VIRGIN Money plunged to a £141 million loss for the year, warning that the economic pain from the pandemic will be severe and that optimism over vaccines may be misplaced.
The lender took a credit impairment charge of £501 million, a “cautious” estimate of what it could lose on bad debts. Virgin Money shares fell 9p to 137p on the figures.
It also noted that it has built up a capital buffer of £1 billion to protect itself and customers from economic pain next year that it plainly expects to be brutal.
Chief executive David Duffy told the Standard: “There is a lot of optimism out there due to the vaccine news. But it is unclear when the benefits of the vaccines will come.”
As he called on Chancellor Rishi Sunak to ensure there is government support for the economy, Duffy warned that a slump could be around the corner as furlough schemes end. “The reality of the consequences of the lockdown have not yet hit,” he said.
Duffy is working to turn Virgin Money, which he merged with CYBG, into a nimble, digital player with high tech branches.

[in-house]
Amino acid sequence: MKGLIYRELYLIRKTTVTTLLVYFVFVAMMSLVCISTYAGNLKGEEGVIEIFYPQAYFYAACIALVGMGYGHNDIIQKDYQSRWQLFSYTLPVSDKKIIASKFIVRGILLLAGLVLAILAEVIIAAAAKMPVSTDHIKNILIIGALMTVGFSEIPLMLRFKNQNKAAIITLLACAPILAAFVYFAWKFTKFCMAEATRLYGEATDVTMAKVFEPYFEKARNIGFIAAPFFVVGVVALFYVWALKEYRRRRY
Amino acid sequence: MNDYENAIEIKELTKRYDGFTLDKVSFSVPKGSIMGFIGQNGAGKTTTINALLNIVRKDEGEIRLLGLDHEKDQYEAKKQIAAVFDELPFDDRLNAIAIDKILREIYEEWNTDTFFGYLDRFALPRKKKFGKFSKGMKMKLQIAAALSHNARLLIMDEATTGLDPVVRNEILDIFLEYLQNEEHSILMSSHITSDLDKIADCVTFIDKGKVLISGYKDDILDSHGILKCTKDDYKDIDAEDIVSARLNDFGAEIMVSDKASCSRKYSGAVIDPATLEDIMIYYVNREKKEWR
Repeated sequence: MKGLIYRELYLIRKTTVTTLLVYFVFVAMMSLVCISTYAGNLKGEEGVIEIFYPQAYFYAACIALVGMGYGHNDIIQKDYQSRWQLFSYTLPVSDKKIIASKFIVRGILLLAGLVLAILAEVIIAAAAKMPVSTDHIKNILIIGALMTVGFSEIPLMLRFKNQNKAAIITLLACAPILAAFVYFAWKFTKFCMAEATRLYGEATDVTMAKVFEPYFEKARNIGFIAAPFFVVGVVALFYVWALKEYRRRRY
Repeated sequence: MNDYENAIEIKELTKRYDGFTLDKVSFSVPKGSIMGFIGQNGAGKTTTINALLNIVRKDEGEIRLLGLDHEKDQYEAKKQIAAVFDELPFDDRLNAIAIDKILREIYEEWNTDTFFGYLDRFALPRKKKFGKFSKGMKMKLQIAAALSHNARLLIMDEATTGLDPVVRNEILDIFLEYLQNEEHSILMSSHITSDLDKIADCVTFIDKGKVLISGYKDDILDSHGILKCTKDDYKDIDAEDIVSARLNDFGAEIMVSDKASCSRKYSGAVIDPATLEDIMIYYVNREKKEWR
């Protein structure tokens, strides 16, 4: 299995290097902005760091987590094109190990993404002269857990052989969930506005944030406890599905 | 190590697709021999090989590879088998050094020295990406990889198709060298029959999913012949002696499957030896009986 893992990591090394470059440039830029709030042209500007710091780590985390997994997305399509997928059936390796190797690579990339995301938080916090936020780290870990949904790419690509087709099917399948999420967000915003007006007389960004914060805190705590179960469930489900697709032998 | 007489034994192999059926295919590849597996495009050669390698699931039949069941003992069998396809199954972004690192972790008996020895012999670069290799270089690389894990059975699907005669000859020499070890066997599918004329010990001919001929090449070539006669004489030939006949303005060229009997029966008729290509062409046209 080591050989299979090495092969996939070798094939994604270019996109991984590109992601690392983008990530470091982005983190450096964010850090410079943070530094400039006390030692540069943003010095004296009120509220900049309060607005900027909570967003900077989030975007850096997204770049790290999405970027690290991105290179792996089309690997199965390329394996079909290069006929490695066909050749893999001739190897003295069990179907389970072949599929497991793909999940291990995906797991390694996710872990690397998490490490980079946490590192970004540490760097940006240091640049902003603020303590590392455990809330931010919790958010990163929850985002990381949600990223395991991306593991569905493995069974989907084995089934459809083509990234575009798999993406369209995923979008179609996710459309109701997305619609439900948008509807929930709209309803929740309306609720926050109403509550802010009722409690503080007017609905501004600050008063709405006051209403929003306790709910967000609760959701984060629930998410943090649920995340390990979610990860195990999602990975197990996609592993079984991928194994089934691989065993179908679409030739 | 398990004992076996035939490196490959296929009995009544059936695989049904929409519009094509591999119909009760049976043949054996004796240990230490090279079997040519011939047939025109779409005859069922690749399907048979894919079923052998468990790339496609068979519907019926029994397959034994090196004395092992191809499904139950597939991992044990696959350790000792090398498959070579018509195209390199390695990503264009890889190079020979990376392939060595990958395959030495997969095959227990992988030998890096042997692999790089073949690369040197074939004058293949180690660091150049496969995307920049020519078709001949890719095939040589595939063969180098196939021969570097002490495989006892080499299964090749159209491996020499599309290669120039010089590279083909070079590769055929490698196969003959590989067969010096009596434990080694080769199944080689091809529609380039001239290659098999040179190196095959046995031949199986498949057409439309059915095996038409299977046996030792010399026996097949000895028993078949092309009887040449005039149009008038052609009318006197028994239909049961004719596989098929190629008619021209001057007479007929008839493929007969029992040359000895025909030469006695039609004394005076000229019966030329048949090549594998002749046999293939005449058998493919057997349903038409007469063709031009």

As such, more takeover deals are not likely. “That is not where my head is at,” he said. “I would like us to come out of Covid with people thinking of us as the most agile and innovative bank.”
He thinks the big banks, and his own, adapted quickly and well to the crisis as it emerged.
“There was a little stutter at the beginning. But I think banking as an industry has reacted better than in previous crises.”
Virgin Money won’t pay a dividend this year due to tight rules from regulators. But it seems it would not have paid one had they been allowed.
Duffy wants to get through next year in tact before shareholders should expect payments to resume. “It has been an extraordinary year of disruption for all of us,” he added.